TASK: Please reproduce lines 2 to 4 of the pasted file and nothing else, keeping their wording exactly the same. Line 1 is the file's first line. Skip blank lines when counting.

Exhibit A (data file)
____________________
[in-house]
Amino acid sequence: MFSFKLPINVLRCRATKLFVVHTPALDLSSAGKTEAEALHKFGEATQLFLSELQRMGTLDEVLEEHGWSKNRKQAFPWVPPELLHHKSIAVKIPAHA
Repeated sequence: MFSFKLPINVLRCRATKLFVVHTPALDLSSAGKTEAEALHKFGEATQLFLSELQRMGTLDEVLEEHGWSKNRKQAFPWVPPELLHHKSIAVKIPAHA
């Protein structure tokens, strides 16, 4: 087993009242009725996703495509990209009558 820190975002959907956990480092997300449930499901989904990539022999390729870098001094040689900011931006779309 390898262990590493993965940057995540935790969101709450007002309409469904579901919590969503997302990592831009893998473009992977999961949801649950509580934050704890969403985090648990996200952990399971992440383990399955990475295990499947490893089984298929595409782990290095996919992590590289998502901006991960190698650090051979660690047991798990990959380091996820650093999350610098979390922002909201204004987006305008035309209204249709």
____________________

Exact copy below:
Amino acid sequence: MFSFKLPINVLRCRATKLFVVHTPALDLSSAGKTEAEALHKFGEATQLFLSELQRMGTLDEVLEEHGWSKNRKQAFPWVPPELLHHKSIAVKIPAHA
Repeated sequence: MFSFKLPINVLRCRATKLFVVHTPALDLSSAGKTEAEALHKFGEATQLFLSELQRMGTLDEVLEEHGWSKNRKQAFPWVPPELLHHKSIAVKIPAHA
């Protein structure tokens, strides 16, 4: 087993009242009725996703495509990209009558 820190975002959907956990480092997300449930499901989904990539022999390729870098001094040689900011931006779309 390898262990590493993965940057995540935790969101709450007002309409469904579901919590969503997302990592831009893998473009992977999961949801649950509580934050704890969403985090648990996200952990399971992440383990399955990475295990499947490893089984298929595409782990290095996919992590590289998502901006991960190698650090051979660690047991798990990959380091996820650093999350610098979390922002909201204004987006305008035309209204249709």